Cymric Cat Breed Information

Learn all about Cymric Cats, read about the Cymric Breed information, find out about the Cymric Breed Standard, Cymric behavior and lots more about Cymrics.

Cymric Cat Breed Introduction

Cymric Cat Picture

A long-haired version of the Manx, the Cymric first appeared in Canada in the 1960s in litters of strictly pedigreed cats that had no long-haired animals in their ancestry. The new cats were bred together, and the new breed held true.

Cymric Behavior/Personality

Cymrics are affectionate, intelligent cats, happiest when they are doing something. They have good mousing ability and enjoy time outdoors, but they are very comfortable in the home as well. They get along well with other animals, including dogs.

Cymric Breed Standard/Physical Description

All colors and patterns are acceptable in the Cymric, which has a medium to long coat with a thick undercoat and shiny, smooth top hairs. The body has a stocky, muscular build. In the true breed standard the end of the thumb should fit into the hollow that marks the spot where the tail should start.

The overall body generally has an arched appearance, due to shorter than normal vertebrae. The legs are short and thick, with the hindlegs longer than the forelegs. The paws are round and large. The head is round, with a short nose, strong chin, large, round eyes, and medium ears that are rounded at the tips

The coat requires regular brushing, but it is easily groomed and very rarely mars. Because the bodily features that give the breed its distinction are essentially genetic defects, the Cymric is a controversial breed. If it were introduced for recognition today, further breeding would probably be discouraged.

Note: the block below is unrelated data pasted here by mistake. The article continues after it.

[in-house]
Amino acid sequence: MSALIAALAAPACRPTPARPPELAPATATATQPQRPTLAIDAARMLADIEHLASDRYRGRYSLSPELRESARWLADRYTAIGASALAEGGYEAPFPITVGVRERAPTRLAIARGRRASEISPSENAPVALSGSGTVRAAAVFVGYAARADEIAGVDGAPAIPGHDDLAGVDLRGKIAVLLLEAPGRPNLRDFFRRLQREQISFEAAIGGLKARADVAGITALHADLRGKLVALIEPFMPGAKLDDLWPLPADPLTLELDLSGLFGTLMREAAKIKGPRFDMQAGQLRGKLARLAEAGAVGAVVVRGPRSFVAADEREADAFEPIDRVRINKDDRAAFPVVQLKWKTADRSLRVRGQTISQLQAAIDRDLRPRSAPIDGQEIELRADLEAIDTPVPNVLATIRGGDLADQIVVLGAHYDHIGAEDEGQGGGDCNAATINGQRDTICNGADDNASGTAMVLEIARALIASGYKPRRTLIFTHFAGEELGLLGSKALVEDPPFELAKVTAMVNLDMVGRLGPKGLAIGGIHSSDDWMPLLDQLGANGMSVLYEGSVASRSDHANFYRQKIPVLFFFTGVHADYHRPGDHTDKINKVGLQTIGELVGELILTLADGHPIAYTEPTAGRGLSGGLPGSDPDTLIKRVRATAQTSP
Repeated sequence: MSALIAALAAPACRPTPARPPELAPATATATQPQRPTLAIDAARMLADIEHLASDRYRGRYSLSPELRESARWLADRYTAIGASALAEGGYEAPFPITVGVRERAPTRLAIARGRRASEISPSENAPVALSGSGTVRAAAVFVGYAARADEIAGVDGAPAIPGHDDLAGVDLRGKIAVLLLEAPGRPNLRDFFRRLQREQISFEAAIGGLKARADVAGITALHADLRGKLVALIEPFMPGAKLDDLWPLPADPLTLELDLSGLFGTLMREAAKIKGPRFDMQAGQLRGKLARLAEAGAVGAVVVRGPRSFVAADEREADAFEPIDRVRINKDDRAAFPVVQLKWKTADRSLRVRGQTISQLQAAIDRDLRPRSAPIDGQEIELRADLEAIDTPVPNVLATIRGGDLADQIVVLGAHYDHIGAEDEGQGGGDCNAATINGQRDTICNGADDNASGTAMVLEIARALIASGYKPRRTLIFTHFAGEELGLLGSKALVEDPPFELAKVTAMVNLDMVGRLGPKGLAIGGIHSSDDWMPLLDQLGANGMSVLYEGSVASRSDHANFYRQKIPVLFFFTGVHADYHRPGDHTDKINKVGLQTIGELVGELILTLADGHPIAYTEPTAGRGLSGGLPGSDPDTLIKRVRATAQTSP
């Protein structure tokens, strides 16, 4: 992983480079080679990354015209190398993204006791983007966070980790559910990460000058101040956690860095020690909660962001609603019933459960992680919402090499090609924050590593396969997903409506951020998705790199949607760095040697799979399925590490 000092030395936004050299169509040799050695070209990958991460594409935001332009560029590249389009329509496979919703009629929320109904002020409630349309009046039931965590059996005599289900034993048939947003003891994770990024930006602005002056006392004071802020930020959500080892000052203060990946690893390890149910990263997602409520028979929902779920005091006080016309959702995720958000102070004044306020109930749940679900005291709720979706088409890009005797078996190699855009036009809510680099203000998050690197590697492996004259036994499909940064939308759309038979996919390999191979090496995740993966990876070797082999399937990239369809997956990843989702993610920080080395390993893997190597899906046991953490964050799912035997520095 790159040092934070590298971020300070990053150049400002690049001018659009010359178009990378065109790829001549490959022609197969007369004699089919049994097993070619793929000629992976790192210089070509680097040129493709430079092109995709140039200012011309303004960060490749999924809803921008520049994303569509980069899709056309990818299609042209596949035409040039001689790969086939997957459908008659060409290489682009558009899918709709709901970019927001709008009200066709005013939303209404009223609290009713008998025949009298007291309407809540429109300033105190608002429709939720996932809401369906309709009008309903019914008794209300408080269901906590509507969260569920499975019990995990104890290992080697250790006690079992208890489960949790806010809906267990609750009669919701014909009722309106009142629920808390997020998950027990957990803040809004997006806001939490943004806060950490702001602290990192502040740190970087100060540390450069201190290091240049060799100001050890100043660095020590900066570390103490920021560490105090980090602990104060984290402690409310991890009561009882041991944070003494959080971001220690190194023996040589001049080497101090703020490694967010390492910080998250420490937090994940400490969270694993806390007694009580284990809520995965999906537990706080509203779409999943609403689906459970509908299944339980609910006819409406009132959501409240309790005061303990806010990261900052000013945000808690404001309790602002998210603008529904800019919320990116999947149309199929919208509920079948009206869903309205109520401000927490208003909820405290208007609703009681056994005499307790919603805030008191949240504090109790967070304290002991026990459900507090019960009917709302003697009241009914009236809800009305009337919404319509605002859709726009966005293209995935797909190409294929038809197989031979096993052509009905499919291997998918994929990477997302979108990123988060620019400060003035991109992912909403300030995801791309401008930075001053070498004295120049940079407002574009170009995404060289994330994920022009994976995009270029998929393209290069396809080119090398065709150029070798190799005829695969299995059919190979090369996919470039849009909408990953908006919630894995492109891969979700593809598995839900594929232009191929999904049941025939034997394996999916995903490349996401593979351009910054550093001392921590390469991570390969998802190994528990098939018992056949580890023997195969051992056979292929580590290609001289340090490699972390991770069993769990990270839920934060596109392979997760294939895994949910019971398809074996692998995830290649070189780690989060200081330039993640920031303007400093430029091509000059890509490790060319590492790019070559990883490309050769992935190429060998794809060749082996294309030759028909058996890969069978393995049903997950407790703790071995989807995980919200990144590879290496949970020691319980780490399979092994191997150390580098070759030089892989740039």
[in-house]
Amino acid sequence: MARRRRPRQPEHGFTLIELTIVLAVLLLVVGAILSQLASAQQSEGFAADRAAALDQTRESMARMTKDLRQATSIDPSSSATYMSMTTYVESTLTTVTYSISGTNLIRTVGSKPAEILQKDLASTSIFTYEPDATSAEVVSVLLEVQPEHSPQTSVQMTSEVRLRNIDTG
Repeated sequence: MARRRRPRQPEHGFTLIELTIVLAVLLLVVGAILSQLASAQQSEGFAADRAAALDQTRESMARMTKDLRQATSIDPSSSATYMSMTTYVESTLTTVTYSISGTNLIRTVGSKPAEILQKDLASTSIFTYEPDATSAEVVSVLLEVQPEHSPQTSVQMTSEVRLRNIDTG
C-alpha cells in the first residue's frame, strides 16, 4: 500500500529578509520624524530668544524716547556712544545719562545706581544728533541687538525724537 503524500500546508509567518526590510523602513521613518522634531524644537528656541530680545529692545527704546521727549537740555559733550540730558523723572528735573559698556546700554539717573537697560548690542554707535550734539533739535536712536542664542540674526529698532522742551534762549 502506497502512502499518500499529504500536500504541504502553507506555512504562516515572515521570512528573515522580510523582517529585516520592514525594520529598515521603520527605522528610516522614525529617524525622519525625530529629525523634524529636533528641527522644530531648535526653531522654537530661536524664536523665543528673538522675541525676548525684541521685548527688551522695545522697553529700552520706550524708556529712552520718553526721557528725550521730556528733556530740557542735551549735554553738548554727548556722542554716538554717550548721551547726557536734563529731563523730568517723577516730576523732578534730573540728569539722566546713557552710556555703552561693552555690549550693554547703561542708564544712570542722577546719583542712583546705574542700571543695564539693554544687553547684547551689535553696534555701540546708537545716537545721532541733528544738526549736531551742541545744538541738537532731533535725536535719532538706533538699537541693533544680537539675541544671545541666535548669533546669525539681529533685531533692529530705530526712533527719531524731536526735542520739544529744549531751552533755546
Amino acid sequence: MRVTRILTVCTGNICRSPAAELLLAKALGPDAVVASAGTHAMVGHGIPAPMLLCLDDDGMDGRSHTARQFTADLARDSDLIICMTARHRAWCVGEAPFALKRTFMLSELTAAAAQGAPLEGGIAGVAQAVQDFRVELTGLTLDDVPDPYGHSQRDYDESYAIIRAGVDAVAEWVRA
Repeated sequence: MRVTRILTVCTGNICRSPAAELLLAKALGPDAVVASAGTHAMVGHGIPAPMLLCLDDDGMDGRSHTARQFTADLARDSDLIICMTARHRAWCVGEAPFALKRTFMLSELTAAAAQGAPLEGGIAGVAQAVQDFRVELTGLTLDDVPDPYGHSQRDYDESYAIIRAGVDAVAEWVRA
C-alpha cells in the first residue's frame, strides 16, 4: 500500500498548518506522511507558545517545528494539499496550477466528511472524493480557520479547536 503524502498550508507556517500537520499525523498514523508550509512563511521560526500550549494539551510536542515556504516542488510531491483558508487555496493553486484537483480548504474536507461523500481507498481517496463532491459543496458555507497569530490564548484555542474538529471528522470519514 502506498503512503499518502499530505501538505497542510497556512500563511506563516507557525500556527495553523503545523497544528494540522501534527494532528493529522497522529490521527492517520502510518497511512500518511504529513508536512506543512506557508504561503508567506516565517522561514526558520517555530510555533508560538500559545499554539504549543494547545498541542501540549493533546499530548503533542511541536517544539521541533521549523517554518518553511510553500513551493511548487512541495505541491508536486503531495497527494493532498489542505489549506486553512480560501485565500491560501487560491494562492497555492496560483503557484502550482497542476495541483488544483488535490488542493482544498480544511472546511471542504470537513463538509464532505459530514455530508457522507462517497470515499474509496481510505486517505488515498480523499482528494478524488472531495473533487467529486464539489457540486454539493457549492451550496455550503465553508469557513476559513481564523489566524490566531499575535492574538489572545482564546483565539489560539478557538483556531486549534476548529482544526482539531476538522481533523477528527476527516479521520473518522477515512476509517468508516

Cymric History

The Cymric's predecessor, the Mans, is itself a genetic mutation first discovered on the Isle of Man, off the west coast of England. The length of the tail, which is totally absent in the breed standard (referred to as "Rumpy"), actually can vary quite widely and in some individuals is only a bit shorter than normal cat tails.

Some individuals have a remnant tail and these are dubbed "Stumpies," while those which have nearly full tails are called "Longies." Some theories suggest that the Manx, and subsequently the Cymric, are actually the descendants of the Japanese Bobtail or a related breed that was somehow transported to this distant island half a world from its native land in the Far East.

Other tales tell of invaders that nipped the tails from the cats as a sort of victory symbol and of queens that habitually bit the tails from their offspring.

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